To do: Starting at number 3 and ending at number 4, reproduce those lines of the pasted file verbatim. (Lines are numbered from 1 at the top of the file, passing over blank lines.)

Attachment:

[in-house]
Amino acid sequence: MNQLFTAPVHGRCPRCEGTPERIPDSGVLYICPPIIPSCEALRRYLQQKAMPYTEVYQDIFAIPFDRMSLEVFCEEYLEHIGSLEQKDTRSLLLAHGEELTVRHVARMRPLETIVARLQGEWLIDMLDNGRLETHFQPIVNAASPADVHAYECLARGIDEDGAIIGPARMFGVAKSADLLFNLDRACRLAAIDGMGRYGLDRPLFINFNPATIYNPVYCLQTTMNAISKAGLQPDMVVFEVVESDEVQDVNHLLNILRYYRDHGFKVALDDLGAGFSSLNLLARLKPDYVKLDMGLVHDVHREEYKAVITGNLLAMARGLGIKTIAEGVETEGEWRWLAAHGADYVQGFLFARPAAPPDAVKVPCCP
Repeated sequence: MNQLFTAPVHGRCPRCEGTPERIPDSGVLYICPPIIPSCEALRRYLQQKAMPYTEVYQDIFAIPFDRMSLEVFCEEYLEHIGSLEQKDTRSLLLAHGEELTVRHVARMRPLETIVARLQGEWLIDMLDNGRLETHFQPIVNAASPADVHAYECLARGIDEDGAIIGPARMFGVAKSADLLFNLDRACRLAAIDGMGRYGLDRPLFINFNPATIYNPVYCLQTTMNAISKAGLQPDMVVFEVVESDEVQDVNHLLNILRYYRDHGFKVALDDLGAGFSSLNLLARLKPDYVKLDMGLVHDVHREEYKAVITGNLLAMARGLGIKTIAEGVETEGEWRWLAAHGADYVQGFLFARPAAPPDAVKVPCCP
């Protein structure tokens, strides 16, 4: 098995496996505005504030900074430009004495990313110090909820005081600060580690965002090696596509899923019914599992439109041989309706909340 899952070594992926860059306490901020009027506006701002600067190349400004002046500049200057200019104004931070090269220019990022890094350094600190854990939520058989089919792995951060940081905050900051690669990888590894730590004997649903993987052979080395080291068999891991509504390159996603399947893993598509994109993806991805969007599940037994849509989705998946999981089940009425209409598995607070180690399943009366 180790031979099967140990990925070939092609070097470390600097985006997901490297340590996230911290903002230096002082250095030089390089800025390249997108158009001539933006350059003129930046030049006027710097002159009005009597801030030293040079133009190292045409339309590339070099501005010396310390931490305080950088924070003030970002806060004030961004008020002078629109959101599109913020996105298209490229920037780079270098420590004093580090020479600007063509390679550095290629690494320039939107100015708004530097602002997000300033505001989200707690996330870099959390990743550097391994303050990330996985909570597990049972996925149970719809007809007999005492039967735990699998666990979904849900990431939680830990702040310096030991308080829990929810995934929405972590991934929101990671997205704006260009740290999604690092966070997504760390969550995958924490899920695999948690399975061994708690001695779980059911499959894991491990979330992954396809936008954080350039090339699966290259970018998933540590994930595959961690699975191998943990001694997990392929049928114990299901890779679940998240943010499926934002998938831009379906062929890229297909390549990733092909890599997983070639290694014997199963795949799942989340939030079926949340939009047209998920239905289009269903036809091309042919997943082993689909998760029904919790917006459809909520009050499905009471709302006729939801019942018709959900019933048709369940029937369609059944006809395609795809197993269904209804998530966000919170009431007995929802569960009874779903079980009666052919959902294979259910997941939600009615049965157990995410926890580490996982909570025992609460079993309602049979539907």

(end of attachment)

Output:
Repeated sequence: MNQLFTAPVHGRCPRCEGTPERIPDSGVLYICPPIIPSCEALRRYLQQKAMPYTEVYQDIFAIPFDRMSLEVFCEEYLEHIGSLEQKDTRSLLLAHGEELTVRHVARMRPLETIVARLQGEWLIDMLDNGRLETHFQPIVNAASPADVHAYECLARGIDEDGAIIGPARMFGVAKSADLLFNLDRACRLAAIDGMGRYGLDRPLFINFNPATIYNPVYCLQTTMNAISKAGLQPDMVVFEVVESDEVQDVNHLLNILRYYRDHGFKVALDDLGAGFSSLNLLARLKPDYVKLDMGLVHDVHREEYKAVITGNLLAMARGLGIKTIAEGVETEGEWRWLAAHGADYVQGFLFARPAAPPDAVKVPCCP
């Protein structure tokens, strides 16, 4: 098995496996505005504030900074430009004495990313110090909820005081600060580690965002090696596509899923019914599992439109041989309706909340 899952070594992926860059306490901020009027506006701002600067190349400004002046500049200057200019104004931070090269220019990022890094350094600190854990939520058989089919792995951060940081905050900051690669990888590894730590004997649903993987052979080395080291068999891991509504390159996603399947893993598509994109993806991805969007599940037994849509989705998946999981089940009425209409598995607070180690399943009366 180790031979099967140990990925070939092609070097470390600097985006997901490297340590996230911290903002230096002082250095030089390089800025390249997108158009001539933006350059003129930046030049006027710097002159009005009597801030030293040079133009190292045409339309590339070099501005010396310390931490305080950088924070003030970002806060004030961004008020002078629109959101599109913020996105298209490229920037780079270098420590004093580090020479600007063509390679550095290629690494320039939107100015708004530097602002997000300033505001989200707690996330870099959390990743550097391994303050990330996985909570597990049972996925149970719809007809007999005492039967735990699998666990979904849900990431939680830990702040310096030991308080829990929810995934929405972590991934929101990671997205704006260009740290999604690092966070997504760390969550995958924490899920695999948690399975061994708690001695779980059911499959894991491990979330992954396809936008954080350039090339699966290259970018998933540590994930595959961690699975191998943990001694997990392929049928114990299901890779679940998240943010499926934002998938831009379906062929890229297909390549990733092909890599997983070639290694014997199963795949799942989340939030079926949340939009047209998920239905289009269903036809091309042919997943082993689909998760029904919790917006459809909520009050499905009471709302006729939801019942018709959900019933048709369940029937369609059944006809395609795809197993269904209804998530966000919170009431007995929802569960009874779903079980009666052919959902294979259910997941939600009615049965157990995410926890580490996982909570025992609460079993309602049979539907």